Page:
Kaspersky say NSA worker’s computer was riddled with malware

Kaspersky say the NSA worker’s home computer became infected when he installed a pirated version of Microsoft Office.
  • Kaspersky Lab have released a new report on Thursday that pushes back against accusations that it helped leak sensitive NSA materials and suggests that a backdoor found on an NSA worker’s computer could have allowed others to take files from his machine.
  • Kaspersky say the computer of the NSA worker who brought home classified hacking tools was infected with a backdoor trojan, unrelated to these tools, that could have been used by criminal hackers to steal the NSA files.
  • The report says the worker had at least 120 other malicious files on his home computer in addition to the backdoor. The backdoor was allegedly trying to communicate with a malicious command-and-control server at the time of the theft.
  • “Given that system owner’s potential clearance level, the user could have been a prime target of nation states,” the report speculates.
  • Costin Raiu, director of Kaspersky’s Global Research and Analysis Team says that the NSA worker had disabled his Kaspersky software and left his computer unprotected for a time. Raiu says they found evidence of a second backdoor as well, though they saw no sign of it trying to communicate with an external server.
  • “It looks like a huge disaster the way it happened with running all this malware on his machine. It’s almost unbelievable,” says Raiu.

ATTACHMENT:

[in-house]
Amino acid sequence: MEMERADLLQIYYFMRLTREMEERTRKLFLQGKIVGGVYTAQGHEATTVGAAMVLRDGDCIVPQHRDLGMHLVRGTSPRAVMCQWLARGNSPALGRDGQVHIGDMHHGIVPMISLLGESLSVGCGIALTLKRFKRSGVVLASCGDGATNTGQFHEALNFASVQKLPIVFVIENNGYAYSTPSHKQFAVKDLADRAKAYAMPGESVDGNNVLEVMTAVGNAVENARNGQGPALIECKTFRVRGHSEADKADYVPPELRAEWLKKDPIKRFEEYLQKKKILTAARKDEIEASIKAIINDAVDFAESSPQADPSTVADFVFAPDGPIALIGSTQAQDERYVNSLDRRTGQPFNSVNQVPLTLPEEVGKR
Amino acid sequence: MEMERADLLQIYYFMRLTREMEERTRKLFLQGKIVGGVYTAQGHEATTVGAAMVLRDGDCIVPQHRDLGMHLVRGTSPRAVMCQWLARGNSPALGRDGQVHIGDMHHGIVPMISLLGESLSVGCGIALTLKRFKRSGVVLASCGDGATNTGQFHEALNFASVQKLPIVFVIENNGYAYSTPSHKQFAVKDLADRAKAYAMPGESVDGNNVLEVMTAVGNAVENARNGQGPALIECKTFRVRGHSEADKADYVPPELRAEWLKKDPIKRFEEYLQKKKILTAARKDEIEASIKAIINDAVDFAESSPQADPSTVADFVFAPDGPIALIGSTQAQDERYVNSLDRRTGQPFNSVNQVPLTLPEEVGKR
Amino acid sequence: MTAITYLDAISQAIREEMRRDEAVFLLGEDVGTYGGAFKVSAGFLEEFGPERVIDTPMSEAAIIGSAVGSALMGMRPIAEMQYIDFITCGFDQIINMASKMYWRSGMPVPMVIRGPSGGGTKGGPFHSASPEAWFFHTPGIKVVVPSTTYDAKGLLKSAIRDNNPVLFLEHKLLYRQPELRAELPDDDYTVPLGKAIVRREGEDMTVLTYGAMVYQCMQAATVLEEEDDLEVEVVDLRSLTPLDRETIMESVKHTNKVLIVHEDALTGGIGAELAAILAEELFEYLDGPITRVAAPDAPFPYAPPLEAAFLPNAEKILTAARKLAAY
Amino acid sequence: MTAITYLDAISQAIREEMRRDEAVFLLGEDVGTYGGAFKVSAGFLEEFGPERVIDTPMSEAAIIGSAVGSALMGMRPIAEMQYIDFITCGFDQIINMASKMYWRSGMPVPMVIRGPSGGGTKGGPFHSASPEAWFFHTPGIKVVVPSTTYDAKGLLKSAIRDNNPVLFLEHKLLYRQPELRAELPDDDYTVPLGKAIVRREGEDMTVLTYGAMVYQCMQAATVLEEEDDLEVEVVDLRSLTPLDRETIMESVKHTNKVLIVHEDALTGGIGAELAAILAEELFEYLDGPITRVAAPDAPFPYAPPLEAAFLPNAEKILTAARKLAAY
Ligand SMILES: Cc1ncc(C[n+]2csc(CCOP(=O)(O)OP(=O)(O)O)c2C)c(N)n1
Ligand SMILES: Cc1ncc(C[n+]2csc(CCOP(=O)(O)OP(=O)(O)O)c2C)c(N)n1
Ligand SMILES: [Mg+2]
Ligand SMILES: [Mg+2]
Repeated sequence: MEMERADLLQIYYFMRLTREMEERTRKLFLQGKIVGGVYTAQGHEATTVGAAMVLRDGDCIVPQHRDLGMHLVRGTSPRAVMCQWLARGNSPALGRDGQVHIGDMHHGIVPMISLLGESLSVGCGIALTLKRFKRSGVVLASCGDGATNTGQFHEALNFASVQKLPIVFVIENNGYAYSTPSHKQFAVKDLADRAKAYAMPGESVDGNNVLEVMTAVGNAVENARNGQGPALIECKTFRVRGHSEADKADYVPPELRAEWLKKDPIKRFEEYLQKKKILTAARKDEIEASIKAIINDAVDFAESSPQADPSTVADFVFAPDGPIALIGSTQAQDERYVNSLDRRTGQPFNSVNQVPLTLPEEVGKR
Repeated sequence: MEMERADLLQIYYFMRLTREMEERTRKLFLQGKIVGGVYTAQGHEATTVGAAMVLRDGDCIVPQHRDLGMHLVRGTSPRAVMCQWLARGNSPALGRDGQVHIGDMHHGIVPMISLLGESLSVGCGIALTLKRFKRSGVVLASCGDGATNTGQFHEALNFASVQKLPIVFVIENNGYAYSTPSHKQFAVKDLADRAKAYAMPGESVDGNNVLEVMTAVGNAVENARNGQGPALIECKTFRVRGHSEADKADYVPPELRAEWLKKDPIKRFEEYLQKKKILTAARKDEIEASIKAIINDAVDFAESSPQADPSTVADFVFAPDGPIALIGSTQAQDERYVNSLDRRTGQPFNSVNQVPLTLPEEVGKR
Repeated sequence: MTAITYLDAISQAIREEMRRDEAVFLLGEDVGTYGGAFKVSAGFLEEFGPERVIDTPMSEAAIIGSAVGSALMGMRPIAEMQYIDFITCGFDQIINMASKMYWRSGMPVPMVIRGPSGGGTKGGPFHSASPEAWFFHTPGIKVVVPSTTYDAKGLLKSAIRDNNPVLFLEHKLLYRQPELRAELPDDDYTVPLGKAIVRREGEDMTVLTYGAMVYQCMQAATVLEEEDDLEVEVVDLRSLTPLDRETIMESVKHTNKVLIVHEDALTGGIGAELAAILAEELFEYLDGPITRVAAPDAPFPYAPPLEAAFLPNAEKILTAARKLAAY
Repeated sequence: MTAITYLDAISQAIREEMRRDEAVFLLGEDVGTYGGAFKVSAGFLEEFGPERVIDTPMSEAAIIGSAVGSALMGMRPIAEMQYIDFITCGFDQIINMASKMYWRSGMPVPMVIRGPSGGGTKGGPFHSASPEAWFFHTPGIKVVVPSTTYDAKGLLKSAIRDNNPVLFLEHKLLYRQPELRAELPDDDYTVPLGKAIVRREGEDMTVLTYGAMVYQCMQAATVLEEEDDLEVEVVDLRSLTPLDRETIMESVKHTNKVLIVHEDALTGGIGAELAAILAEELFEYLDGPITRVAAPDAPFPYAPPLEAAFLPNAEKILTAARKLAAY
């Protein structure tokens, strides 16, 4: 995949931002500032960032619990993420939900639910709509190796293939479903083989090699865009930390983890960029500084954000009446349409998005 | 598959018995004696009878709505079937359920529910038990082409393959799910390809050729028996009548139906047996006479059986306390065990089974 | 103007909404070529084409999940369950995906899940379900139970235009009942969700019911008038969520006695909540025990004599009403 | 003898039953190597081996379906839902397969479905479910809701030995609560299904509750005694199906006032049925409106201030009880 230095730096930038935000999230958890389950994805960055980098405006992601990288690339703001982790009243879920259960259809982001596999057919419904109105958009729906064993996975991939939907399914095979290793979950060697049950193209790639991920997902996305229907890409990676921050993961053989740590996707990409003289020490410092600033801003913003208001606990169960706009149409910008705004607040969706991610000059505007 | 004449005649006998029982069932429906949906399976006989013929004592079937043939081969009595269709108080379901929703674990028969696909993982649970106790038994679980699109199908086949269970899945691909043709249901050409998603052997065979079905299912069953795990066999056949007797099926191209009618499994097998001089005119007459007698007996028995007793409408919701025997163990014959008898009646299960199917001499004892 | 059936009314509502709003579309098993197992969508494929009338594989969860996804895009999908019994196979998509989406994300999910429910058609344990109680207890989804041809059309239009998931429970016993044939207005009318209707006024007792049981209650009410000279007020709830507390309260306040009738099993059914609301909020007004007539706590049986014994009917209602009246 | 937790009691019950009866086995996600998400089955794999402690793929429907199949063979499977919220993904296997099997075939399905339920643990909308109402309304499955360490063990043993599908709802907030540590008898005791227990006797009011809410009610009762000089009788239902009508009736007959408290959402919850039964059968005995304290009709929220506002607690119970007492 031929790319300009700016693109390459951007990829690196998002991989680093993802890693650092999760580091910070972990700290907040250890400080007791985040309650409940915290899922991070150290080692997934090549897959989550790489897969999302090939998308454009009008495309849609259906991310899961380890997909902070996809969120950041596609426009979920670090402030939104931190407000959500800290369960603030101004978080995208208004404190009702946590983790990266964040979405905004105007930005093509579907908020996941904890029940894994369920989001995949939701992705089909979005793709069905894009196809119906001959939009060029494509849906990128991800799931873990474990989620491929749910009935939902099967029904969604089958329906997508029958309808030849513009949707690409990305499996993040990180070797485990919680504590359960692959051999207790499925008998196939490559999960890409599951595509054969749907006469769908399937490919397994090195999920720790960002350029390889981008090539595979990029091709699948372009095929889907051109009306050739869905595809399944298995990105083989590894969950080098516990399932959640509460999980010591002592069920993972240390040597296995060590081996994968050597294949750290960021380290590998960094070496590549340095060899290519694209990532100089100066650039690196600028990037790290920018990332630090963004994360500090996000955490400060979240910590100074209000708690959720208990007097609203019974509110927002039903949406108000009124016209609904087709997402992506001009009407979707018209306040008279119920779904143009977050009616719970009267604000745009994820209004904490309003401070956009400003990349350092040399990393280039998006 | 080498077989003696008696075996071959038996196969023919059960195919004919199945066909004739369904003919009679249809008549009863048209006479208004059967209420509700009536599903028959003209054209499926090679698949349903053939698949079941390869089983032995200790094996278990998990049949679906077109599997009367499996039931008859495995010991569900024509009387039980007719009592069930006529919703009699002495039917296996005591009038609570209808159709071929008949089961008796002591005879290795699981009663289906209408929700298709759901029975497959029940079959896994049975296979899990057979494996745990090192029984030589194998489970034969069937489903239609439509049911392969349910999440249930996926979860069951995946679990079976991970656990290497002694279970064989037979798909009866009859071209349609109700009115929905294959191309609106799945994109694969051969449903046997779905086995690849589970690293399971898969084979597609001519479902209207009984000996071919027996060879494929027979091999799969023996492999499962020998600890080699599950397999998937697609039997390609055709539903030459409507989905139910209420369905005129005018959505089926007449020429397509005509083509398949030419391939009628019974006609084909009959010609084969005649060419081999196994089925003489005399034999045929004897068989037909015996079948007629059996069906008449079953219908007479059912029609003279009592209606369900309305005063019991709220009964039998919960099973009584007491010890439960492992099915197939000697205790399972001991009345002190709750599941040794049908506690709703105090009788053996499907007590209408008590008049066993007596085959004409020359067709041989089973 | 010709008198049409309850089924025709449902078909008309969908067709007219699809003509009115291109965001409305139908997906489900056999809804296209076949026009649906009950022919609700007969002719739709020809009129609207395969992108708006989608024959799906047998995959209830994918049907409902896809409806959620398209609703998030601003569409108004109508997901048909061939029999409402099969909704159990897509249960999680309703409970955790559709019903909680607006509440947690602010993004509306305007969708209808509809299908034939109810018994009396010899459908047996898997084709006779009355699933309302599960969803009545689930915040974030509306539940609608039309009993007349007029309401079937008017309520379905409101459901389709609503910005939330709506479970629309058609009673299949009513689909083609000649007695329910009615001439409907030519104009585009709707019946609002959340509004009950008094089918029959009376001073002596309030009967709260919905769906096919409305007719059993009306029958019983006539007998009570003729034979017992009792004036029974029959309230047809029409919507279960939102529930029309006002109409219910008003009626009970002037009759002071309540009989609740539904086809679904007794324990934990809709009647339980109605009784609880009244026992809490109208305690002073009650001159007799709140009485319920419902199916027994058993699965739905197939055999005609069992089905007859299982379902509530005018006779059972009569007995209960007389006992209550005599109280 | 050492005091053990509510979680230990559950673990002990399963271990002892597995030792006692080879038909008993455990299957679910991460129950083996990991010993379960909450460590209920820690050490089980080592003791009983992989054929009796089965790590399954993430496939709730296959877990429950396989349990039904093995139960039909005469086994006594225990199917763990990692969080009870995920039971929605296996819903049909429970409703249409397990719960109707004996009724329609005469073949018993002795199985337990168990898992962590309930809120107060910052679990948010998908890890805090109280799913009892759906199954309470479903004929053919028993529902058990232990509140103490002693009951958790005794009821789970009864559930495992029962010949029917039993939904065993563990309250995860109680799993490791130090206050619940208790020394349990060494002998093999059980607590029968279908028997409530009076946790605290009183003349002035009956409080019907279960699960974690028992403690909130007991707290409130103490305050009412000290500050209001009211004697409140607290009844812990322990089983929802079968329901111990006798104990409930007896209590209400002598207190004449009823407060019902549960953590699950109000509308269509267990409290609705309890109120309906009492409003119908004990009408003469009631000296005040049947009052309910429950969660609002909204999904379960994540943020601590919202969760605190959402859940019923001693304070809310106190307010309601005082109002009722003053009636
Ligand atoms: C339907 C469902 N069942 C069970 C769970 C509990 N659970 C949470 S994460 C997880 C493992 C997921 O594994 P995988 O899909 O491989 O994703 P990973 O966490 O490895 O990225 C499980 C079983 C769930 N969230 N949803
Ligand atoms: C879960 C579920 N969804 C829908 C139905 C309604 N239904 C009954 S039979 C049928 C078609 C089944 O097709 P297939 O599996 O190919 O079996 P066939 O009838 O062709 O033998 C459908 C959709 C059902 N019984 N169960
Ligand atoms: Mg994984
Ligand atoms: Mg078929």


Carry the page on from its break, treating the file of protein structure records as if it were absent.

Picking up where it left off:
• The NSA declined to comment on the revelations.
  • Kaspersky claim that once analyst brought the NSA files he had discovered to the company’s CEO, Eugene Kaspersky, he was instructed to delete them immediately.
  • The NSA worker’s home computer apparently got infected with the backdoor after he tried to install a pirated version of Microsoft Office. The report says he disabled his Kaspersky detection software to install the pirated software. It turned out to contain a backdoor known as “Smoke Bot” that was purportedly created by a Russian hacker in 2012 and sold on a Russian underground forum. Raiu describes it as a very small backdoor that has the ability to download and run additional plugins from an attackers’ command servers. “It’s high-end stuff,” he says.
  • When Rob Joyce, the Trump administration’s top cybersecurity adviser, was asked for comment on the findings, he reiterated that Kaspersky software should be banned from government computers.
  • “Kaspersky as an entity is a rootkit you run on a computer,” he said. While acknowledging that other AV software has the same potential for misuse, he contended that Kaspersky is “a Russian company subjected to FSB control and law, and the US government is not comfortable accepting that risk on our networks.”

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